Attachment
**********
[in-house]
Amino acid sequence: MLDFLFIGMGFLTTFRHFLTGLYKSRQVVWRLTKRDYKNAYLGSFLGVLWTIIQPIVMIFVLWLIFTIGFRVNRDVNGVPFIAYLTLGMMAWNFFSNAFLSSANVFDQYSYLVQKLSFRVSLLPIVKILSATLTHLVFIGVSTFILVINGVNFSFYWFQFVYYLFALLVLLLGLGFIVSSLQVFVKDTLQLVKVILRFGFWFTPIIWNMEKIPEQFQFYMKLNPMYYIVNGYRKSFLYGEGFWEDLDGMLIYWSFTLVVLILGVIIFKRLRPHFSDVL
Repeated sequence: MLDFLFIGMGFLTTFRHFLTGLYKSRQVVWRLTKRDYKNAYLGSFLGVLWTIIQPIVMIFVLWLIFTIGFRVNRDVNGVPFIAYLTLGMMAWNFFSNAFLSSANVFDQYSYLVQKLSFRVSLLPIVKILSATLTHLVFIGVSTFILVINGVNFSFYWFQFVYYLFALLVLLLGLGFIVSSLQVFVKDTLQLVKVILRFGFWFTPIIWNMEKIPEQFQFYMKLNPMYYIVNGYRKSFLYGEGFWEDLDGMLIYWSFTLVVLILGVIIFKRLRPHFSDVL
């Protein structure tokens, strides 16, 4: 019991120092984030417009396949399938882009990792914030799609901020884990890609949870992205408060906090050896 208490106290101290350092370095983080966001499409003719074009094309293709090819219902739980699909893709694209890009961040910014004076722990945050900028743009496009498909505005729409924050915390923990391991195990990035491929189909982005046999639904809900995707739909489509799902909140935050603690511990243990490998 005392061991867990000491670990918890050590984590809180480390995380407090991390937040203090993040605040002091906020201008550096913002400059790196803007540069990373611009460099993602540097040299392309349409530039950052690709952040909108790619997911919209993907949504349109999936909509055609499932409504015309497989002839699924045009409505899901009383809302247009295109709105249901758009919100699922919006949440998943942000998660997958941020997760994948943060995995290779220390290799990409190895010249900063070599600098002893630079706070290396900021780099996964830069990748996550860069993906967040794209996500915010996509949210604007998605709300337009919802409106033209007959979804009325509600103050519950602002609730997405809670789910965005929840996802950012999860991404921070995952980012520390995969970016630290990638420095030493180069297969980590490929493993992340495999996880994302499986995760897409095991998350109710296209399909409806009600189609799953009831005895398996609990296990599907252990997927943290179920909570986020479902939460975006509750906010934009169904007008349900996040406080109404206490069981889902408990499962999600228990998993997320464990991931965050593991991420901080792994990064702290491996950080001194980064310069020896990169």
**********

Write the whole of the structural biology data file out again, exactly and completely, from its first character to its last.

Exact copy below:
[in-house]
Amino acid sequence: MLDFLFIGMGFLTTFRHFLTGLYKSRQVVWRLTKRDYKNAYLGSFLGVLWTIIQPIVMIFVLWLIFTIGFRVNRDVNGVPFIAYLTLGMMAWNFFSNAFLSSANVFDQYSYLVQKLSFRVSLLPIVKILSATLTHLVFIGVSTFILVINGVNFSFYWFQFVYYLFALLVLLLGLGFIVSSLQVFVKDTLQLVKVILRFGFWFTPIIWNMEKIPEQFQFYMKLNPMYYIVNGYRKSFLYGEGFWEDLDGMLIYWSFTLVVLILGVIIFKRLRPHFSDVL
Repeated sequence: MLDFLFIGMGFLTTFRHFLTGLYKSRQVVWRLTKRDYKNAYLGSFLGVLWTIIQPIVMIFVLWLIFTIGFRVNRDVNGVPFIAYLTLGMMAWNFFSNAFLSSANVFDQYSYLVQKLSFRVSLLPIVKILSATLTHLVFIGVSTFILVINGVNFSFYWFQFVYYLFALLVLLLGLGFIVSSLQVFVKDTLQLVKVILRFGFWFTPIIWNMEKIPEQFQFYMKLNPMYYIVNGYRKSFLYGEGFWEDLDGMLIYWSFTLVVLILGVIIFKRLRPHFSDVL
């Protein structure tokens, strides 16, 4: 019991120092984030417009396949399938882009990792914030799609901020884990890609949870992205408060906090050896 208490106290101290350092370095983080966001499409003719074009094309293709090819219902739980699909893709694209890009961040910014004076722990945050900028743009496009498909505005729409924050915390923990391991195990990035491929189909982005046999639904809900995707739909489509799902909140935050603690511990243990490998 005392061991867990000491670990918890050590984590809180480390995380407090991390937040203090993040605040002091906020201008550096913002400059790196803007540069990373611009460099993602540097040299392309349409530039950052690709952040909108790619997911919209993907949504349109999936909509055609499932409504015309497989002839699924045009409505899901009383809302247009295109709105249901758009919100699922919006949440998943942000998660997958941020997760994948943060995995290779220390290799990409190895010249900063070599600098002893630079706070290396900021780099996964830069990748996550860069993906967040794209996500915010996509949210604007998605709300337009919802409106033209007959979804009325509600103050519950602002609730997405809670789910965005929840996802950012999860991404921070995952980012520390995969970016630290990638420095030493180069297969980590490929493993992340495999996880994302499986995760897409095991998350109710296209399909409806009600189609799953009831005895398996609990296990599907252990997927943290179920909570986020479902939460975006509750906010934009169904007008349900996040406080109404206490069981889902408990499962999600228990998993997320464990991931965050593991991420901080792994990064702290491996950080001194980064310069020896990169």